Why the Gold Road and Silver Slippers?

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When reading the Wonderful Wizard of Oz, many readers probably only thought about the silver slippers and how they were supposed to be ruby if they had seen the movie. With my background in business and economics I saw it a little differently. At the time of the story the U.S. was making important decision in accepting the gold standard to place a value on the U.S. currency. Prior to the U.S. involvement many other countries had already decided on gold rather than silver. This decision, like many others, came with political disagreement. The Republican party supporting the adoption of the gold standard and the Democratic Party supporting silver. As silver coinage kept circulating the term "Free Silver" came into play. At the time silver was facing a shortage in other areas in the world and losing it's value, where as gold was still being mined and increasing in value. The ratio was recorded to be 16:1, initially 15:1 but increased after gold was increased, the ratio was passed by Congress at the suggestion of Alexander Hamilton. This ratio was thought to be represented in the "Yellow Brick Road" the strength and larger value of the Gold Standard, the silver shoes represented the weaker, smaller value of Silver. The silver being used to make coins to aide us in comfortable travel if you will, and the gold to provide backing and support.

I hope this opens your eyes to another look on why Baum could have made the brick road yellow and the slippers silver. There are many different resources that can be used to get more information on the theory, the best of which is an article in "The Economist," however it can only be accessed in print. If you have some time and it interests you head to the library and check out the 1968 fall edition.

Booker T. Washington

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Washington was able throughout the final 25 years of his life to maintain his standing as the black leader because of the sponsorship of powerful whites, substantial support within the black community, his ability to raise educational funds from both groups, and his skillful accommodation to the social realities of the age of segregation.[1]"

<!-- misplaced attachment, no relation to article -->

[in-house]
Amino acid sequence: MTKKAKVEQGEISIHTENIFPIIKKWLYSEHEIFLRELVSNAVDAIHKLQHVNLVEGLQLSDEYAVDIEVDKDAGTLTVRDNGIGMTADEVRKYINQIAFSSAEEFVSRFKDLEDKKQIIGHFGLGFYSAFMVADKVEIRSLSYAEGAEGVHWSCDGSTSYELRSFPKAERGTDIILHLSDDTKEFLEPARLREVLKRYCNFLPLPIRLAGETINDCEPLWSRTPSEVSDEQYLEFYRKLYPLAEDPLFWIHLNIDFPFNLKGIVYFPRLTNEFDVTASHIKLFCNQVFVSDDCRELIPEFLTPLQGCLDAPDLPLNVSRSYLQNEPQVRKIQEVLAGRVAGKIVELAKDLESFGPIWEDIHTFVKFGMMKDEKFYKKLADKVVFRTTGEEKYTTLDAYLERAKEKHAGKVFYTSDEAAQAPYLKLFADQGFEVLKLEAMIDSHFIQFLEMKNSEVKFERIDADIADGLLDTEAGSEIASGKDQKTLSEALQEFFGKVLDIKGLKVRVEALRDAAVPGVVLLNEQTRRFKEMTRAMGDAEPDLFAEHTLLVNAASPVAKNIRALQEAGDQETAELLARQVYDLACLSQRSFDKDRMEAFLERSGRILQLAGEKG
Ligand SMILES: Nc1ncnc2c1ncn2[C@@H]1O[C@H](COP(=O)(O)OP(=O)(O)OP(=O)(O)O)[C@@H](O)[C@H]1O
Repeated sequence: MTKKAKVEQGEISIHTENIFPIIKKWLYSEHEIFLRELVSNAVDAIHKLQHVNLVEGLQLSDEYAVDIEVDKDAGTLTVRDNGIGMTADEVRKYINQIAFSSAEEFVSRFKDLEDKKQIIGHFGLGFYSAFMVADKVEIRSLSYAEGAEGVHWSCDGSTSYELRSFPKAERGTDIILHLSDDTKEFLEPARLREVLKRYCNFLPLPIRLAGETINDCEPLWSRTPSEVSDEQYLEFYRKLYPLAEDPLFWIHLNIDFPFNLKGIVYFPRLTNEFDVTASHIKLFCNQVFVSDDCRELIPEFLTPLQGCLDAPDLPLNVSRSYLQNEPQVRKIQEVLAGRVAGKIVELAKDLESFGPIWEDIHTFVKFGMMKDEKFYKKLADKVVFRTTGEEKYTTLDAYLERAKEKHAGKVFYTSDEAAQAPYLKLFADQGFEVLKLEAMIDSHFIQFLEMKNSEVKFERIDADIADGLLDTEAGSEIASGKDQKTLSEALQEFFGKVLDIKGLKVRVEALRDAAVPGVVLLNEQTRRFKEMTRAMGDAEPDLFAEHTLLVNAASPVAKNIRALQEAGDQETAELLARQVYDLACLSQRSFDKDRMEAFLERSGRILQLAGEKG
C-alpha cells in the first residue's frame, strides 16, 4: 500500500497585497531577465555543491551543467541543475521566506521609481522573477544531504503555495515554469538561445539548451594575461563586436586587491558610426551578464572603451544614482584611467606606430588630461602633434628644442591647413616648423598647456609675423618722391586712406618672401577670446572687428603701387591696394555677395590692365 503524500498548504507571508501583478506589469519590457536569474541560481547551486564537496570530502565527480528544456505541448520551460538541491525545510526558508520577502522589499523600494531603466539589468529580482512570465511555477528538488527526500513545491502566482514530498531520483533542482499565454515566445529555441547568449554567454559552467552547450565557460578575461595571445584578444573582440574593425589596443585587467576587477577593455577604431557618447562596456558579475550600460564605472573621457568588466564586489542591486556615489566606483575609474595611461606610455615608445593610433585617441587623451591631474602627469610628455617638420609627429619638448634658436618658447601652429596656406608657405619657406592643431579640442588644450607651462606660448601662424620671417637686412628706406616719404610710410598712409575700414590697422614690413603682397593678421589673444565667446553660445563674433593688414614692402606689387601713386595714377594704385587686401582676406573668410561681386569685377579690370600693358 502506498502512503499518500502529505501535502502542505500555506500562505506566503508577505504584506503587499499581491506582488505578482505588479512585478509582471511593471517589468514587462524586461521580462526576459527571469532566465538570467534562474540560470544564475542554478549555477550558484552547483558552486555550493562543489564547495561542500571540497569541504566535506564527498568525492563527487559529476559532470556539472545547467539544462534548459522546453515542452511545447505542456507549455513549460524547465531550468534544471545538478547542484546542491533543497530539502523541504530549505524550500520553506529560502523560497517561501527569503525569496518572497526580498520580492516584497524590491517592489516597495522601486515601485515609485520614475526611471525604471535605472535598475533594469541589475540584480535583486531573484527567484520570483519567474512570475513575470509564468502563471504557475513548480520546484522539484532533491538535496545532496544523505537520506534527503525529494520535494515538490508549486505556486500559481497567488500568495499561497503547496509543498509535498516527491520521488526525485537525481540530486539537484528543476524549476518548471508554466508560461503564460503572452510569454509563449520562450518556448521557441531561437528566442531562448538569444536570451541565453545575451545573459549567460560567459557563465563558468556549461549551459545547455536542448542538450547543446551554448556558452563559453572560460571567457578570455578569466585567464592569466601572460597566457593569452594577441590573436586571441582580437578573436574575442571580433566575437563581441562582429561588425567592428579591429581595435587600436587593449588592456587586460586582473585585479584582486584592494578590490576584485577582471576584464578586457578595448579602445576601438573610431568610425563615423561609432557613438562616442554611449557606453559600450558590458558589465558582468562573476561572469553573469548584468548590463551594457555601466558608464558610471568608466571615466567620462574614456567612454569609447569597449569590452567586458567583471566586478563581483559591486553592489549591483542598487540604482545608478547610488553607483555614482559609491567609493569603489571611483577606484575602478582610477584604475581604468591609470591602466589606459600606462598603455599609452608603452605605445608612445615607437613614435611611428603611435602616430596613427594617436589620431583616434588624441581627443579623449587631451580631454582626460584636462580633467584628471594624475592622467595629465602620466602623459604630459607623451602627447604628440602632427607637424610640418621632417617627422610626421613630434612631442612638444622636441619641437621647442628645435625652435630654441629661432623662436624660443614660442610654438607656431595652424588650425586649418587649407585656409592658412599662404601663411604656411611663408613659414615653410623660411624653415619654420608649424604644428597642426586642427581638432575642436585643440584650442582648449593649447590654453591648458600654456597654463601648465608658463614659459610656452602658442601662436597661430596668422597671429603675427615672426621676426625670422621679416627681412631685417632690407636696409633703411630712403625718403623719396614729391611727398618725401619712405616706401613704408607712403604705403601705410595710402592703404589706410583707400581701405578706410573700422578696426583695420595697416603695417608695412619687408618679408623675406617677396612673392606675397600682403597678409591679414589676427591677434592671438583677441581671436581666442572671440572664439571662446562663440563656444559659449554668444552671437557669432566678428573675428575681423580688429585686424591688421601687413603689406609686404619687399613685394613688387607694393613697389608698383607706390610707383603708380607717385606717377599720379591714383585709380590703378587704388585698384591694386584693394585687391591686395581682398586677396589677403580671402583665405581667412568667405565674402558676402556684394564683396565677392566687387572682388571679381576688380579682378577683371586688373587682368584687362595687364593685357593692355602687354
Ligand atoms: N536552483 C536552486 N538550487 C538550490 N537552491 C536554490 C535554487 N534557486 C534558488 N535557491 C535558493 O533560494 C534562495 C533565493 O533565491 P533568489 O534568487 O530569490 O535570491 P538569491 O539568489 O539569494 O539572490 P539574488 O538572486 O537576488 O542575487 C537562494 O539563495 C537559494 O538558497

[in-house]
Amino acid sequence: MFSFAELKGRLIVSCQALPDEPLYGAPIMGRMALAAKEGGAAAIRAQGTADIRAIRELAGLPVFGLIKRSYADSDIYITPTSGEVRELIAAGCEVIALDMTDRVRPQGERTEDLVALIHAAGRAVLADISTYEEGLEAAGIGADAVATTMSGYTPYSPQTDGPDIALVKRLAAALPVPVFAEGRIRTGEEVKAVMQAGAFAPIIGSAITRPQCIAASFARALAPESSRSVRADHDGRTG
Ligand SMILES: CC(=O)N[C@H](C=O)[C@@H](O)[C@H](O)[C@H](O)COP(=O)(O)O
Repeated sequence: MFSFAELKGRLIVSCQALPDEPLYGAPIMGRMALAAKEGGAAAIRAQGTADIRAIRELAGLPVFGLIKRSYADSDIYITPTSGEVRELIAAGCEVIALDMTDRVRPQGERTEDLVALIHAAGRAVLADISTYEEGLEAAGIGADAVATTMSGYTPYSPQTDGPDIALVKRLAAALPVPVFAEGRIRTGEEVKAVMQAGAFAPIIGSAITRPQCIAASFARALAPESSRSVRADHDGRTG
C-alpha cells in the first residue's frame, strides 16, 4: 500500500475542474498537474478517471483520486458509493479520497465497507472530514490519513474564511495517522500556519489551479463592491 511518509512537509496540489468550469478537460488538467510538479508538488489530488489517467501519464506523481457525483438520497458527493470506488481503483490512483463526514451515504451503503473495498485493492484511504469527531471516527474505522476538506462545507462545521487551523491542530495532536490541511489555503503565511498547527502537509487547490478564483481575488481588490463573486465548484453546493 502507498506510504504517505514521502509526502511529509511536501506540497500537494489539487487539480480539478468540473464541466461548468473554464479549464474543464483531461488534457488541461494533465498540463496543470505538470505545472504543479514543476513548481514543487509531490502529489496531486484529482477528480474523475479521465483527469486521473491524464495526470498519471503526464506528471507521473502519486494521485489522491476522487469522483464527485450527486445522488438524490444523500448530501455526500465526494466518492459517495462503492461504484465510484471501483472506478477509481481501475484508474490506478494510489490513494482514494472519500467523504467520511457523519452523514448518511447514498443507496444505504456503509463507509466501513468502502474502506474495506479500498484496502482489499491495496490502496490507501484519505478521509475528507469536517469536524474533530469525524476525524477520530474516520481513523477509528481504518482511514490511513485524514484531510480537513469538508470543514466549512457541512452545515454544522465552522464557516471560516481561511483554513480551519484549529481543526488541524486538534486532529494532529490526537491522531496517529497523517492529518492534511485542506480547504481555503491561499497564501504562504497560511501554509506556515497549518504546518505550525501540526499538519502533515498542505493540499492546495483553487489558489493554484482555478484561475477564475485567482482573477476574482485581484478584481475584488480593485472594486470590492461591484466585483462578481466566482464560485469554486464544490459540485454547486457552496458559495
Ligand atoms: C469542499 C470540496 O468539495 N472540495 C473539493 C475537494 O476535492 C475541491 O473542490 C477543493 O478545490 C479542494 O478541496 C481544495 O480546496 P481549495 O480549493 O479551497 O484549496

Washington was one of the first to African Americans to not be afraid to stand up and voice his opinion. With the white sponsorship as well as the black support he was able to influence the important issues while living in an age of harsh social  stresses.

John Henry

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"John Henry is an American folk hero, famous for having raced against a steam powered hammer and won, only to die in victory with his hammer in his hand" (wikipedia)

Why are other tales in the American folk lore lost? It seems that there were many more folk heroes that we all have looked to for inspiration. John Henry was a great legend for everyone not only the African Americans, to be determined to work hard to the end. I think we all could use a reminder of the American folk lore that the country was built upon, to remember where we came from and how this melting pot developed into the country we are today.

She had silver shoes?

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"The Witch of the East was proud of those silver shoes, " said on of the Munchkins, "and there is some charm connected with them; but what it is we never knew." (ch. 2)

I guess I knew that the shoes were ruby because of the color looking better on the big screen but how does it really change anything? Would the movie have been as popular had they kept the shoes silver? I think story is still the same old story with a few minor changes, but I also am having trouble liking the reading simply because I have loved the movie since I was a little girl.